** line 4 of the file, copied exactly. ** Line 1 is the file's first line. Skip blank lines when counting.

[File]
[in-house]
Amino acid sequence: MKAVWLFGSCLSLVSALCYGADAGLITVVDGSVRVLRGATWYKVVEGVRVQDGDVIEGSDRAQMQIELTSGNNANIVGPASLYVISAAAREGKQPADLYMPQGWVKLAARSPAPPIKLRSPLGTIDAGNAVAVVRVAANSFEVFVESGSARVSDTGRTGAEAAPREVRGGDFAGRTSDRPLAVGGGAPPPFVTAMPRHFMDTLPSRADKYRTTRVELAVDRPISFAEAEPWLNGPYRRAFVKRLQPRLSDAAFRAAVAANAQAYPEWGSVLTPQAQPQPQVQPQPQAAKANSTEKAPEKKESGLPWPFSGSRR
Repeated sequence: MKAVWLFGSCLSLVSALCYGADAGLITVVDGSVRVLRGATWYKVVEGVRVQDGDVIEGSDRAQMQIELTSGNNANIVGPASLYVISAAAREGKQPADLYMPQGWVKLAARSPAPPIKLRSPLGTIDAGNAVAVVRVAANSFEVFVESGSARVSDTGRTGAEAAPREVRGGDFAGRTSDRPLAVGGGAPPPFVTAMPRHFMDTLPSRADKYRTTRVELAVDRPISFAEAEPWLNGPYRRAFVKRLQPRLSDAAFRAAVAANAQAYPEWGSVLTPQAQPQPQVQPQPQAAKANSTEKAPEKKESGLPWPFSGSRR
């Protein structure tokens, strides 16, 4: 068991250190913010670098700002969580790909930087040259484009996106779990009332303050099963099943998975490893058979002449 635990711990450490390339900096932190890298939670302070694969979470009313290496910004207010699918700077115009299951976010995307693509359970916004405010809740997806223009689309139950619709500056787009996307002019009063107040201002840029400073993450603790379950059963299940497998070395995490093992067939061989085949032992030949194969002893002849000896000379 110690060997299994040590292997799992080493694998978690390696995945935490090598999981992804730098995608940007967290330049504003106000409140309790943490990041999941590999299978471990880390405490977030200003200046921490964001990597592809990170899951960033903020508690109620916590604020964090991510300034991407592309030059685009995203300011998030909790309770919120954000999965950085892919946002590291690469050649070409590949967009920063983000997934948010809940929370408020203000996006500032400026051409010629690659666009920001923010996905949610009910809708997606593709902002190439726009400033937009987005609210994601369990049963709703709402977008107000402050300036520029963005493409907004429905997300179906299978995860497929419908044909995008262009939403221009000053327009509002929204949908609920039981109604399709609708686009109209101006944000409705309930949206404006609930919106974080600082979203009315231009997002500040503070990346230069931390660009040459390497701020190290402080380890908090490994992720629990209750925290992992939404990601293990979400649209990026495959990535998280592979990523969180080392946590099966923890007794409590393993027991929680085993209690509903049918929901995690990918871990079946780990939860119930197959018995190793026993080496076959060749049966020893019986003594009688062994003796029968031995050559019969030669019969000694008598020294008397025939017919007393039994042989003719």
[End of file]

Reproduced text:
């Protein structure tokens, strides 16, 4: 068991250190913010670098700002969580790909930087040259484009996106779990009332303050099963099943998975490893058979002449 635990711990450490390339900096932190890298939670302070694969979470009313290496910004207010699918700077115009299951976010995307693509359970916004405010809740997806223009689309139950619709500056787009996307002019009063107040201002840029400073993450603790379950059963299940497998070395995490093992067939061989085949032992030949194969002893002849000896000379 110690060997299994040590292997799992080493694998978690390696995945935490090598999981992804730098995608940007967290330049504003106000409140309790943490990041999941590999299978471990880390405490977030200003200046921490964001990597592809990170899951960033903020508690109620916590604020964090991510300034991407592309030059685009995203300011998030909790309770919120954000999965950085892919946002590291690469050649070409590949967009920063983000997934948010809940929370408020203000996006500032400026051409010629690659666009920001923010996905949610009910809708997606593709902002190439726009400033937009987005609210994601369990049963709703709402977008107000402050300036520029963005493409907004429905997300179906299978995860497929419908044909995008262009939403221009000053327009509002929204949908609920039981109604399709609708686009109209101006944000409705309930949206404006609930919106974080600082979203009315231009997002500040503070990346230069931390660009040459390497701020190290402080380890908090490994992720629990209750925290992992939404990601293990979400649209990026495959990535998280592979990523969180080392946590099966923890007794409590393993027991929680085993209690509903049918929901995690990918871990079946780990939860119930197959018995190793026993080496076959060749049966020893019986003594009688062994003796029968031995050559019969030669019969000694008598020294008397025939017919007393039994042989003719």